Due to the high reliability requirements we define for our systems, QA permeates every aspect of our software engineering methodology and is run by some of the smartest people in the business. It is also the most sophisticated and technically advanced QA environment around. We have well over 100PB of storage under test and 1000’s of automated tests to catch everything under the sun before clients do. It is what allows us to guarantee 99.99999% reliability. (BTW: that is less than 3 seconds of downtime per year.)
The next step in building a successful company was to develop world class support from day one. Our philosophy here is a combination of automation and human touch. First, our systems in the field are highly instrumented and stream health-related telemetry to our support center. We’ve built a sophisticated data science infrastructure that analyzes health data of the global footprint at scale in real time, detects anomalies, and alerts us if any component in any customer system is falling out of tolerance. This topic alone is probably worthy of its own blog post, but suffice it to say, if there is an anomaly in your system, we almost certainly know about it and will contact you with a fix long before availability of a service would be at risk.
Another issue we’ve addressed is phone support. We hear so many horror stories from customers around terrible telesupport from the incumbents. You call multiple times, and talk to different people each time, few of whom are real engineers, and problems take forever to solve. This is what happens over time when vendors treat customer care as a cost center rather than a source of competitive advantage. For us, customer care is not a distraction from the mission, it is the mission.
When you call INFINIDAT with a question, you will speak with a real engineer who, if you’ve got a really interesting question, is looking at source code while you chat. If they don’t know the answer to your question, they will conference in the developer or product manager who owns that part of the system to answer your question. Our philosophy here is to treat customers as extensions of our own system engineering team and ensure there is nowhere for information to hide and that we never drop the ball.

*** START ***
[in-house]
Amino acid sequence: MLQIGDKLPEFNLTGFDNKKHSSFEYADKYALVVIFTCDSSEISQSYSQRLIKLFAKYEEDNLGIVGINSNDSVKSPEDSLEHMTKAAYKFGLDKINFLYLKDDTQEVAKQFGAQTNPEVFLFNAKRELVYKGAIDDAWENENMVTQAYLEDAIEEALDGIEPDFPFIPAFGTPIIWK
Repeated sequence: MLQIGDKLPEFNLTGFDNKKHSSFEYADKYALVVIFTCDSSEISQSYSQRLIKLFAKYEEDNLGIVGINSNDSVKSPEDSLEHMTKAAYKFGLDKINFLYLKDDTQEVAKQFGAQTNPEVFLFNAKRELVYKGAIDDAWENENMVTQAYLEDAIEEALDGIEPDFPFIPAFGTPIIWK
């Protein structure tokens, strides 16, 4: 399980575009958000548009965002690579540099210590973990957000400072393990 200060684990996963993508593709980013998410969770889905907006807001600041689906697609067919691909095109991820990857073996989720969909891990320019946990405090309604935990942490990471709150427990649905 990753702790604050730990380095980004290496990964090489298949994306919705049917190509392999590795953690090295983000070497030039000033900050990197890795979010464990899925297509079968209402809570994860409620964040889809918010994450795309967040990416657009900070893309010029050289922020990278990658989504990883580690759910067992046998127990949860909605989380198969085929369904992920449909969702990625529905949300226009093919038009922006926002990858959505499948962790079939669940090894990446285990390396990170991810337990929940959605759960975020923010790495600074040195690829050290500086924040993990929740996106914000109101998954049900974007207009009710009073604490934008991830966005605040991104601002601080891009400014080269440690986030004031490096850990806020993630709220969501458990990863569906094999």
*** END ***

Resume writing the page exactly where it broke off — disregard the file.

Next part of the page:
The final aspect of our support system is our Technical Advisor (TA) program. Every customer is assigned a TA who is your project manager for all post-sale activities. They may draw a paycheck from INFINIDAT, but they work for you. They know your environment and act as your advocate inside INFINIDAT. We hear that some vendors charge for this service, but we do not. Our systems are so reliable, the cost of supporting them is much lower than the competition. And we invest those savings back into the business by offering the TA program at no additional cost.
It’s an honor and a privilege to lead a passionate team and work alongside industry legends. As an example, I was thinking about ethernet protocols recently and popped into Efri’s office for his opinion on the project because he knows a thing or two about iSCSI. How cool is that? I bet this is what it felt like to walk the halls at Berkeley or Bell Labs back in the heydays.
From product to design, and UX to core development thru to support, this is an impressive group of individuals, and it starts with our boss. Moshe has built a team that cares about one another, as well as the mission. We have very ambitious goals for the coming decades, but when you have a team like this, anything is possible.
About Brian Carmody
Brian is Chief Technology Officer at INFINIDAT, where he leads the research and emerging tech group. Prior to joining INFINIDAT, he worked on the XIV storage system at IBM. A 15-year tech veteran, his experience also includes system engineering roles at MTV Networks and Novus Consulting Group. Follow Brian on Twitter.